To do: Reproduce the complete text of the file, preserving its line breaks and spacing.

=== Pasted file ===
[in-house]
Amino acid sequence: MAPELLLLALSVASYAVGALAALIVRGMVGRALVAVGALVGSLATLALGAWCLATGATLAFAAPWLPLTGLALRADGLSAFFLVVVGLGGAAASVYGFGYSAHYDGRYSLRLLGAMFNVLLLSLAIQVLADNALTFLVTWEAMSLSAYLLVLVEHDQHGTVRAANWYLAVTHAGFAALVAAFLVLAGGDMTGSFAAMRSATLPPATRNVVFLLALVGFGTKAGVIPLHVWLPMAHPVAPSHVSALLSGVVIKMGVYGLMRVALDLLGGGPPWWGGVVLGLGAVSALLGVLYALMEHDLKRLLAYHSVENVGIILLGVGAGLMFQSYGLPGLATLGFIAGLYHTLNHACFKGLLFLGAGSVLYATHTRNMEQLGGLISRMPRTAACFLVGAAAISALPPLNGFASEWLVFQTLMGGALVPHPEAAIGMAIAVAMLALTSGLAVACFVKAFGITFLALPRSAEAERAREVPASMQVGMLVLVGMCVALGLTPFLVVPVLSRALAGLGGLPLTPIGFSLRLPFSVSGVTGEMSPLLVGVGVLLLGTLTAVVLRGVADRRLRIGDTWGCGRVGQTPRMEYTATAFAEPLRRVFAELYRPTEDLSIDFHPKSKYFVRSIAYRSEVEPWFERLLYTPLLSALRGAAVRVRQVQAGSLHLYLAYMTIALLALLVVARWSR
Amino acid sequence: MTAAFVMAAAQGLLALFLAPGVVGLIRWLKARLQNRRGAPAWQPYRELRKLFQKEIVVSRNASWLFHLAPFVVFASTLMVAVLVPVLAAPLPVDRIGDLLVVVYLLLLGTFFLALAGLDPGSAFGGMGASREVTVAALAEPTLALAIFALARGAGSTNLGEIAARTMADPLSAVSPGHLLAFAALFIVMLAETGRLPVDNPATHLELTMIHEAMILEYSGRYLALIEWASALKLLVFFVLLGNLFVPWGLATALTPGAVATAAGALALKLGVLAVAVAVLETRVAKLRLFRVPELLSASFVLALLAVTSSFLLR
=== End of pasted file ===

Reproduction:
[in-house]
Amino acid sequence: MAPELLLLALSVASYAVGALAALIVRGMVGRALVAVGALVGSLATLALGAWCLATGATLAFAAPWLPLTGLALRADGLSAFFLVVVGLGGAAASVYGFGYSAHYDGRYSLRLLGAMFNVLLLSLAIQVLADNALTFLVTWEAMSLSAYLLVLVEHDQHGTVRAANWYLAVTHAGFAALVAAFLVLAGGDMTGSFAAMRSATLPPATRNVVFLLALVGFGTKAGVIPLHVWLPMAHPVAPSHVSALLSGVVIKMGVYGLMRVALDLLGGGPPWWGGVVLGLGAVSALLGVLYALMEHDLKRLLAYHSVENVGIILLGVGAGLMFQSYGLPGLATLGFIAGLYHTLNHACFKGLLFLGAGSVLYATHTRNMEQLGGLISRMPRTAACFLVGAAAISALPPLNGFASEWLVFQTLMGGALVPHPEAAIGMAIAVAMLALTSGLAVACFVKAFGITFLALPRSAEAERAREVPASMQVGMLVLVGMCVALGLTPFLVVPVLSRALAGLGGLPLTPIGFSLRLPFSVSGVTGEMSPLLVGVGVLLLGTLTAVVLRGVADRRLRIGDTWGCGRVGQTPRMEYTATAFAEPLRRVFAELYRPTEDLSIDFHPKSKYFVRSIAYRSEVEPWFERLLYTPLLSALRGAAVRVRQVQAGSLHLYLAYMTIALLALLVVARWSR
Amino acid sequence: MTAAFVMAAAQGLLALFLAPGVVGLIRWLKARLQNRRGAPAWQPYRELRKLFQKEIVVSRNASWLFHLAPFVVFASTLMVAVLVPVLAAPLPVDRIGDLLVVVYLLLLGTFFLALAGLDPGSAFGGMGASREVTVAALAEPTLALAIFALARGAGSTNLGEIAARTMADPLSAVSPGHLLAFAALFIVMLAETGRLPVDNPATHLELTMIHEAMILEYSGRYLALIEWASALKLLVFFVLLGNLFVPWGLATALTPGAVATAAGALALKLGVLAVAVAVLETRVAKLRLFRVPELLSASFVLALLAVTSSFLLR